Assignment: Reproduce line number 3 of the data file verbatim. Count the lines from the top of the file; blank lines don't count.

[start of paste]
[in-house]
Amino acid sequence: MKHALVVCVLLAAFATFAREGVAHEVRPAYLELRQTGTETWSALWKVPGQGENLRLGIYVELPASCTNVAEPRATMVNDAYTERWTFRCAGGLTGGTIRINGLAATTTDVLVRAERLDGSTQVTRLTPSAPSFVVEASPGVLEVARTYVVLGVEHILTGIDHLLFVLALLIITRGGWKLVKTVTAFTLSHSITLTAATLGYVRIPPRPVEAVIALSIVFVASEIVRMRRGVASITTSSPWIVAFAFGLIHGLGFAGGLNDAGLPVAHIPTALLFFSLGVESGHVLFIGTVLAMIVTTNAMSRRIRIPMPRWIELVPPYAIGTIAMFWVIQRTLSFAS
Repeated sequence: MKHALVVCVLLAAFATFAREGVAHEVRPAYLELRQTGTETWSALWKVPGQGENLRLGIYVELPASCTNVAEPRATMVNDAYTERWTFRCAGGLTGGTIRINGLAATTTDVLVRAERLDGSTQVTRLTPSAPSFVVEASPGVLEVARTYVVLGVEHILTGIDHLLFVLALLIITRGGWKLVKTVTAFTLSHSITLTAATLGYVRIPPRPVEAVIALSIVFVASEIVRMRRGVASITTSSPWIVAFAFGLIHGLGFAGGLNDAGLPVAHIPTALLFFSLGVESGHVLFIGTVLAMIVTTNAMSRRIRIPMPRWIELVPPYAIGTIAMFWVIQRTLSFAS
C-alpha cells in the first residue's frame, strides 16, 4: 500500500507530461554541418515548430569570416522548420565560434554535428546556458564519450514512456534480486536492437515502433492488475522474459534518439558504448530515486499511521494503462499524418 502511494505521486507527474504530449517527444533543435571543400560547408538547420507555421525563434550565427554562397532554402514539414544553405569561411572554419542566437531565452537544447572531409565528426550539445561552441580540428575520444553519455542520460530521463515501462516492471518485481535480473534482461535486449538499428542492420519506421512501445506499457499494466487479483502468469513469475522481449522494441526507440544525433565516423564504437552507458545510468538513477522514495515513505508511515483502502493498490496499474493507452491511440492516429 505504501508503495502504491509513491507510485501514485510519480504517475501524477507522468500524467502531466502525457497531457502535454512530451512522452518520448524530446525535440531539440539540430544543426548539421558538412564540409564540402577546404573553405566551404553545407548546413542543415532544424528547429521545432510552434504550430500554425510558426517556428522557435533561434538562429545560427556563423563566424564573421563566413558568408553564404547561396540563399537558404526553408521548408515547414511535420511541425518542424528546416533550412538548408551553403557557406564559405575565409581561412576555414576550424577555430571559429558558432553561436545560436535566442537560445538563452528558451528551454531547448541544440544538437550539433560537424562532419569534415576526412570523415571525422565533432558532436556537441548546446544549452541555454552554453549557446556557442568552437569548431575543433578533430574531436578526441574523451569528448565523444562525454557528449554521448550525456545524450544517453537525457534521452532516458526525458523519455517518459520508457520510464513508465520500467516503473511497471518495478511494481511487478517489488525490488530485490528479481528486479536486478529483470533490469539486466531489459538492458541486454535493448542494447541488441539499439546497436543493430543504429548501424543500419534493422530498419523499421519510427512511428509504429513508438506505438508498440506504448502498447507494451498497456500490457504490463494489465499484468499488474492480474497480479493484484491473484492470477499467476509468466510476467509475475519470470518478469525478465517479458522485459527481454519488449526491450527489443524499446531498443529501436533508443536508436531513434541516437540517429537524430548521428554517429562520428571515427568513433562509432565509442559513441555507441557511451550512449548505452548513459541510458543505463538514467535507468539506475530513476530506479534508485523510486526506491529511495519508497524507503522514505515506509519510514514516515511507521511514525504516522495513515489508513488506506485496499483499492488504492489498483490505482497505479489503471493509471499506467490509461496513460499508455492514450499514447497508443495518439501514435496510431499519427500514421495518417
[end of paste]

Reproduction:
Repeated sequence: MKHALVVCVLLAAFATFAREGVAHEVRPAYLELRQTGTETWSALWKVPGQGENLRLGIYVELPASCTNVAEPRATMVNDAYTERWTFRCAGGLTGGTIRINGLAATTTDVLVRAERLDGSTQVTRLTPSAPSFVVEASPGVLEVARTYVVLGVEHILTGIDHLLFVLALLIITRGGWKLVKTVTAFTLSHSITLTAATLGYVRIPPRPVEAVIALSIVFVASEIVRMRRGVASITTSSPWIVAFAFGLIHGLGFAGGLNDAGLPVAHIPTALLFFSLGVESGHVLFIGTVLAMIVTTNAMSRRIRIPMPRWIELVPPYAIGTIAMFWVIQRTLSFAS